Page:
Valdivia Team’s Ascendancy Means End Of The Road For Travis-Miller

Choosing to do so without citing cause, the San Bernardino City Council on May 29 fired City Manager Andrea Travis-Miller, conferring on her a $307,941.56 severance as she headed down the road.
Though no cause was cited, the ostensible reason for her departure that was provided for public consumption was that the budget she had recommended to the council last year and which was approved without any dissent, missed its revenue generation mark by $7 million.
While the narrative that her error in significantly overestimating revenues is what led to her demise has widely circulated, in actuality her departure had more to do with her having backed the wrong political horse in last year’s mayoral derby.  Quietly, though apparently not quietly enough, Travis-Miller had militated in the back room to assist incumbent Mayor Carey Davis in 2018. Davis had been challenged by six candidates in the June 2018 Primary, including then-Councilman John Valdivia. Valdivia and Davis had proven to be the top vote-getters in June and faced off against one another in the November final. Valdivia edged Davis, 19,155 votes or 52.51 percent to 17,327 votes or 47.49 percent. In the city’s Second Ward, Sandra Ibarra, a Valdivia ally, proved victorious, as did Theodore Sanchez, who is Valdvia’s cousin, in the First Ward. Given Valdivia’s preexisting alliances with incumbent council members Henry Nickel and Bessine Richard, Travis-Miller found herself in a precarious position, as her ill-advised support of Davis had placed her on Valdivia’s radar screen. Indeed, on December 19, 2018, the very day that the newly elected city council was installed, the ruling coalition that Valdivia was striving to assemble took a run at Travis-Miller. Councilwoman Sandra Ibarra, in her first major act as an elected official, on that night asked her colleagues to consider evaluating Travis-Miller’s performance. The council acceded to the request and a special meeting of the council was scheduled for Friday morning, December 21 at 10 am, at which the council was to hear public input before going into a closed session to carry out, according to the agenda a “conference with labor negotiators” with the Valdivia representing the city regarding what the agenda said was an “unrepresented employee: city manager.” A second special meeting of the council was scheduled for the same day, commencing at 6 pm. On that agenda was another session of public input to be followed by the council adjourning once again into a closed session to, “Discuss and take action on termination of employment agreement with the City Manager Andrea M. Miller without cause.”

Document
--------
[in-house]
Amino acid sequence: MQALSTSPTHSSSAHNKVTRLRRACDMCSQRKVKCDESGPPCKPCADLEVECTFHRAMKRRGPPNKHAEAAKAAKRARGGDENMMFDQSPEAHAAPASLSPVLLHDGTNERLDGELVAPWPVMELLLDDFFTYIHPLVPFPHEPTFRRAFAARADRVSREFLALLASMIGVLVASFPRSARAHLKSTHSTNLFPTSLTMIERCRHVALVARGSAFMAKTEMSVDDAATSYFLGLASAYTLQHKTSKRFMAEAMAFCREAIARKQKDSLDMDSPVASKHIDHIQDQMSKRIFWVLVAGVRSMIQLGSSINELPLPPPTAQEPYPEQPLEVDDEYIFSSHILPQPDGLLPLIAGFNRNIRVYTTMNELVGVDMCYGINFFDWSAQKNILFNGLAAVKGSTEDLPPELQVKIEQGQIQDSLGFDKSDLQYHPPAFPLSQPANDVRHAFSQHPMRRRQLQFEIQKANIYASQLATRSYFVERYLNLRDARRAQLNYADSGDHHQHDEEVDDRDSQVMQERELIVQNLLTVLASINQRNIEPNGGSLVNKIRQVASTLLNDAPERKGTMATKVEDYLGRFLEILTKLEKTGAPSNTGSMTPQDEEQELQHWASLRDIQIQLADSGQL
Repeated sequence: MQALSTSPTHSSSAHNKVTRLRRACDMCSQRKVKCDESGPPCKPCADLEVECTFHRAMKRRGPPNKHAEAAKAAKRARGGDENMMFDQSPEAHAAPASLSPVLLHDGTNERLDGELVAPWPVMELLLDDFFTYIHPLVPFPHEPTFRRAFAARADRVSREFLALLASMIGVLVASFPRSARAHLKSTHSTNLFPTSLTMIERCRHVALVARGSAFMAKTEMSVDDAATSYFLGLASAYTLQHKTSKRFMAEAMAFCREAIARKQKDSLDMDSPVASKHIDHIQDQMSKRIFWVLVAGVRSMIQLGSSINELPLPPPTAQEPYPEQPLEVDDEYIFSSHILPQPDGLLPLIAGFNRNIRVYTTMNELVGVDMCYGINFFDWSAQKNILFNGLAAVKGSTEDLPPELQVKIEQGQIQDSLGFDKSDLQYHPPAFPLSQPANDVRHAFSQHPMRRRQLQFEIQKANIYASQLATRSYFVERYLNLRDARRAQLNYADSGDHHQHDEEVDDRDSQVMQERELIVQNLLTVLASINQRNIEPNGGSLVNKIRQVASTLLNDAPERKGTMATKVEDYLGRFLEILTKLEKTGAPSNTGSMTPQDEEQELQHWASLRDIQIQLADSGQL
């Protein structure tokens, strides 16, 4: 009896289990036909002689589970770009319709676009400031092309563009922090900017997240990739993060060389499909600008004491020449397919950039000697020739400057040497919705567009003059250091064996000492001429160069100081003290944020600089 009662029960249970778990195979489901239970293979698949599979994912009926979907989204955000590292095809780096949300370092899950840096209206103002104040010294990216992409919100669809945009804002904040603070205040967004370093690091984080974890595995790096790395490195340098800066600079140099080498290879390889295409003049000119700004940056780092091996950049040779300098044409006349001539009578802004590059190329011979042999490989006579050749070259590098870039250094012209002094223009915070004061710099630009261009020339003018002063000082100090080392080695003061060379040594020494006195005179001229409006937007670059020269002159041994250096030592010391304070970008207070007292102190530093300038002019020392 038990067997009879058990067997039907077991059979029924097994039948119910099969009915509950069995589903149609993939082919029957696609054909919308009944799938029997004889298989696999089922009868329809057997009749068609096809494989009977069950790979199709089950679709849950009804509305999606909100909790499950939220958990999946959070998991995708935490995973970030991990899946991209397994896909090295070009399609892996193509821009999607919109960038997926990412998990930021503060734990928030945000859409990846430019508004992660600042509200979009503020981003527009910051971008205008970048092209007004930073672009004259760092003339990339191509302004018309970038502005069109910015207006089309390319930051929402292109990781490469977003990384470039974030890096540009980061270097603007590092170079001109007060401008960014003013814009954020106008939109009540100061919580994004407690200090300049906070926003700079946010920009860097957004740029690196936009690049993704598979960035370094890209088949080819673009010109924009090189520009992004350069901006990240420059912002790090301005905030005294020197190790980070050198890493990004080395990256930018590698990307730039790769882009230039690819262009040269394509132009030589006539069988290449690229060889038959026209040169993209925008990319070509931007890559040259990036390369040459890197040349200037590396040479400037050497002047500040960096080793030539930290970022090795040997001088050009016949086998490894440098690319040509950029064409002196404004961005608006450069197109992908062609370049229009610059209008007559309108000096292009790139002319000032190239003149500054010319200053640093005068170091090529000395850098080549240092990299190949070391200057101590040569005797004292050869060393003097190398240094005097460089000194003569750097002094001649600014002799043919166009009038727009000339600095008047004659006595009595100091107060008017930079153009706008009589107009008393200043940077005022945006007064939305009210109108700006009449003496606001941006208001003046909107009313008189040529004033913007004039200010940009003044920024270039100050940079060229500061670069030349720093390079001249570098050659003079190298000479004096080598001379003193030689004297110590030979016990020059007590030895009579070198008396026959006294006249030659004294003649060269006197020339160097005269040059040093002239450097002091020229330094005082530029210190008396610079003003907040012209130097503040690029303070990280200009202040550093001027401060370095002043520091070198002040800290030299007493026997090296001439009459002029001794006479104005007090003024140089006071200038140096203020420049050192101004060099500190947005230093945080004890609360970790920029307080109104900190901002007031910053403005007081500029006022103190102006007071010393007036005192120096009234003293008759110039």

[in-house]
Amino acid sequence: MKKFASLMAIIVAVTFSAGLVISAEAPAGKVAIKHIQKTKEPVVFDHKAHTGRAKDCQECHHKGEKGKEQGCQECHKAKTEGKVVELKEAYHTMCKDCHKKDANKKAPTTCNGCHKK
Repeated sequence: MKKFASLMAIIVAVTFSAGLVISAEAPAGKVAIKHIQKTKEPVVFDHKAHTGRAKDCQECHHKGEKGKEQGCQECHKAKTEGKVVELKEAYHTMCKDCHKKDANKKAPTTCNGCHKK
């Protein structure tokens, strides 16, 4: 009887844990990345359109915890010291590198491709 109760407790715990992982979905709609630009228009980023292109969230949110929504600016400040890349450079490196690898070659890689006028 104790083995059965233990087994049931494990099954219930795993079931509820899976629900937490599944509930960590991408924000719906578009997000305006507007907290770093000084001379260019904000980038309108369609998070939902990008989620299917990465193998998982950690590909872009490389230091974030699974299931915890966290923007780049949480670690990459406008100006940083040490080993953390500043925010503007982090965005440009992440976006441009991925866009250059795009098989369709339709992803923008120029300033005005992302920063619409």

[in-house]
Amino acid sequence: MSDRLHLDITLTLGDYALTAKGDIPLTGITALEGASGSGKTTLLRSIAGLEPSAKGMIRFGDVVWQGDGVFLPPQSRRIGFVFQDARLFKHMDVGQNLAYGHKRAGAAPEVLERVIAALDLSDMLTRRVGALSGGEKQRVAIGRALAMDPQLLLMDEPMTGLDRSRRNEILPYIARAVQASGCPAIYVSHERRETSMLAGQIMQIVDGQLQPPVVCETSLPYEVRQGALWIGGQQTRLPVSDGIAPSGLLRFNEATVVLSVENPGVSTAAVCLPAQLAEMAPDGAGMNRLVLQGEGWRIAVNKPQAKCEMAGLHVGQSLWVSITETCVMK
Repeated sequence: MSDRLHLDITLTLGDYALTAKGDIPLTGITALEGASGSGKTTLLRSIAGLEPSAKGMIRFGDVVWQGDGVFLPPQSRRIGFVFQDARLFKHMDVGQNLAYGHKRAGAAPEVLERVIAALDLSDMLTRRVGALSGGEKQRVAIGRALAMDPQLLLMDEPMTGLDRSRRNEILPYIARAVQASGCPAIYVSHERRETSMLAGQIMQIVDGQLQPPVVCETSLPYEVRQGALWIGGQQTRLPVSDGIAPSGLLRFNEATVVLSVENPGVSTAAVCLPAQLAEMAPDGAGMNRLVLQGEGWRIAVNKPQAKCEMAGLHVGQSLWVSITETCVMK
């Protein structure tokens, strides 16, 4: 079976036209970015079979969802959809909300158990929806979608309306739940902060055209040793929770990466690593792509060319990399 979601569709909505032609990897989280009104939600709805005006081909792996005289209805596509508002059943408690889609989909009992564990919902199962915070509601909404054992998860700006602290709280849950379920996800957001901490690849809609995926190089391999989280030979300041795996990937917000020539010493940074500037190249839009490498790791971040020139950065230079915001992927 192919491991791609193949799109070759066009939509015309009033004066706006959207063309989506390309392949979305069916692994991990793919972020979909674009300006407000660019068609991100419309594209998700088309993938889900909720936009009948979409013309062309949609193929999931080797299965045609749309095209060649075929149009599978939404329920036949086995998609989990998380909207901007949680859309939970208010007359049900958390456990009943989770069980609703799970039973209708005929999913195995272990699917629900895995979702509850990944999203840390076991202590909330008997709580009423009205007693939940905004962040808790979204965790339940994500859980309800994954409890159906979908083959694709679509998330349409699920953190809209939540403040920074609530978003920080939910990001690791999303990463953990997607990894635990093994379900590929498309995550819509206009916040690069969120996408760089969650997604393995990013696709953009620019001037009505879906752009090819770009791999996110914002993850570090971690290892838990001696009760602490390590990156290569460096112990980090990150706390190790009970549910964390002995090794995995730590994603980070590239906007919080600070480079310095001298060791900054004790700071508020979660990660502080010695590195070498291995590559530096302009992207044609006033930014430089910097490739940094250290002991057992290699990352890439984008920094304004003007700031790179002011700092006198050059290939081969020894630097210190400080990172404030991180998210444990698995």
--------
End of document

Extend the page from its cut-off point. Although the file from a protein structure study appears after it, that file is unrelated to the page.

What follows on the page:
That meeting and its subject matter were curious, given that Travis-Miller’s contract states, “The city manager shall not be removed during the 60-day period preceding or following any city election for membership on the city council or the office of the mayor, or during any 60-day period following any change in membership of the city council or the office of the mayor, except upon unanimous vote of the mayor and the city council.”
At both of the morning and evening public input sessions, residents weighed in with regard to the advisability of terminating Travis-Miller, with some lauding her talent and performance while advocating that the council keep her, and others voicing criticism of her comportment as city manager and recommending her firing. The council adjourned into the evening closed session, with Travis-Miller’s fate hanging in the balance. They emerged some two hours later, having taken no reportable action, a signal that there was not, at that point, sufficient will among the six council members to cashier the city manager, as neither Richard nor Nickel nor Councilman Fred Shorett nor Councilman Jim Mulvihill were yet ready to pull the trigger on Travis Miller. Nevertheless, a message had been sent to Travis-Miller. On January 5, the 61st day after the November 6 election, Travis-Miller was clearly in jeopardy.
Several further closed session evaluations of Travis-Miller ensued. As neither Mulvihill nor Shorett were inclined to oust Travis-Miller and the Third Ward council position formerly occupied by Valdivia which he had resigned from to accede to the mayor’s post remained vacant, the votes of Richard and Nickel were crucial to form the council majority that would hand Travis-Miller her walking papers. Neither seemed willing that early in the formation of the new council to bring down the axe on the city manager. At the April 3 council meeting, during closed session, based upon a motion by Sanchez  to suspend Travis-Miller, Councilwoman Richard came across to join with Sanchez and Ibarra to formerly initiate action to move Travis-Miller out of City Hall. Councilmen Mulvihill, Nickel and Shorett opposed the motion, resulting in a 3-to-3 deadlock. Valdivia, who under the city charter possesses no voting authority but does have the power to veto 4-to-3 and 3-to-2 votes and can break a tie, used the latter prerogative to support Sanchez’s motion. Travis-Miller thereupon left City Hall, never to return.